Katie Rose Buckley-Jones I won’t ever forget the time you asked him to bring something and he ripped off a piece of cardboard and tried to hand it to you ❤️ thank you for introducing me to him. Sending you guys many hugs

The Houston Zoo staff has lost several animals this year and I am sure each one is so hard to go through.

Thank you for providing him with a caring and enriched life. So sorry for your loss!

My thoughts of sympathy are with you all. I can't even imagine the sadness you feel today.

So sorry to read this. It is always a hard decision. RIP and run free sweet boy.

I’m so sorry for your loss. He was a beautiful cat.

So sad. Native Houstonian. He was one of my favorites.

+ View more comments

Social Media Guy to Sea Lion Keeper: Can you send me a pic of you working with the sea lions in this chilly weather?

Sea Lion Keeper: Sure... (sends picture next to sea lion statue)

SMG: I'm still using this.
... See MoreSee Less

1

Social Media Guy to Sea Lion Keeper: Can you send me a pic of you working with the sea lions in this chilly weather?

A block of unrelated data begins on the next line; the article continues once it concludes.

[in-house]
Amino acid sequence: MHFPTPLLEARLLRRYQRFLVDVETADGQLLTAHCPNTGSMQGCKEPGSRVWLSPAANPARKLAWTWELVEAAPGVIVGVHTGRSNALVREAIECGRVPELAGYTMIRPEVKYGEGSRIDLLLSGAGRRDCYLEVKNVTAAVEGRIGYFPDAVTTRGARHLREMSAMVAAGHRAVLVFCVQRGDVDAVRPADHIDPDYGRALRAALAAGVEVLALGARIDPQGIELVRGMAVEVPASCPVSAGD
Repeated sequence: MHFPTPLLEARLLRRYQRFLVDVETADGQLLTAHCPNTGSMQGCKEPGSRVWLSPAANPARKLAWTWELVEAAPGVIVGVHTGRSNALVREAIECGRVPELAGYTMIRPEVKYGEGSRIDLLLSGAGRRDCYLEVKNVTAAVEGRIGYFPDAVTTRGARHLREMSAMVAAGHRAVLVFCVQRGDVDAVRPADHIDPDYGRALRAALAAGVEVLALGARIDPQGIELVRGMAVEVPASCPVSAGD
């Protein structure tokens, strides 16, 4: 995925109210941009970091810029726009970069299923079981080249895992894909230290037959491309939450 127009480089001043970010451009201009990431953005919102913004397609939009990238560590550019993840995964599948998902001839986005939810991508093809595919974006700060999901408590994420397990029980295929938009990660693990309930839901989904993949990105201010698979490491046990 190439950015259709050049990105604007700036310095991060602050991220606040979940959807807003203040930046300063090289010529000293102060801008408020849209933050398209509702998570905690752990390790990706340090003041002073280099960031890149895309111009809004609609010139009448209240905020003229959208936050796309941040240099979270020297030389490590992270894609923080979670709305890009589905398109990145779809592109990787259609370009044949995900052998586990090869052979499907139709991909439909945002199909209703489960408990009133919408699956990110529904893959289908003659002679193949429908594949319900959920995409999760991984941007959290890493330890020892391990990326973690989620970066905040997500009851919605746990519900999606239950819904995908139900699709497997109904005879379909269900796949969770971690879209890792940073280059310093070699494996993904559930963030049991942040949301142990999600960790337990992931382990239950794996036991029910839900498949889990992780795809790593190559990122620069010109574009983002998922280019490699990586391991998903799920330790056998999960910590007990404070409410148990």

Sea Lion Keeper: Sure... (sends picture next to sea lion statue)

SMG: Im still using this.

 

Comment on Facebook

Are there some zoo animals that enjoy this weather?

SMG is another reason why Houston Zoo is the best Zoo!

Happy New Year “sea lion keeper “ 💖💖

More snow for TJ and Max ❤️ lucky them!

Are we positive that’s the statue rather than it really just being that cold? 😛

That’s my best friend Sophie for ya! 😂

Brrrrr

Omg the Zoo is so awesome 😂😂😂 Alana Berry

Omg be warm sweetoe

Haha!! Good one!

Sweetie 💞

Ashley Jucker 😂

Mike DePope

+ View more comments

We've heard of stalagmites but is stalagmice a thing? ... See MoreSee Less

1

Weve heard of stalagmites but is stalagmice a thing?

 

Comment on Facebook

Ok, it took me a minute to get this. I was literally zooming in to try to find the mouse. 🤦🏻‍♀️🙄😂

Cindy Christina Angela Ramirez see I told y’all! Lol

Andrew Kaufmann Look its Richard Jr! 😂

Wow ... good photo shot ... show the world that you need to protect your pipe ... if not, freezing water will expand the pipe and crack the pipe !!!

“Baby it’s cold outside!”

My gutters had glaciers in them!

I fell for the mouse thing too..

That's nothing! Talk to keepers from the northern states or Canada!

i was honestly looking for a mouse lol

Wow,that is so neat!

Annecia Wesley but where is the ice bacon? Lol

Johnnie R. Summerlin, cool, see the "stalagm ice"?

Two words. Pipe insulation.

That’s awesome!

Ana Rivers Smith cool!

Cortez

Pauline Ervin

Denise Daigre

Ashley Nguyen

Vicente Gonzalez

+ View more comments

Animals In Action

Recent Videos

Oops, something went wrong.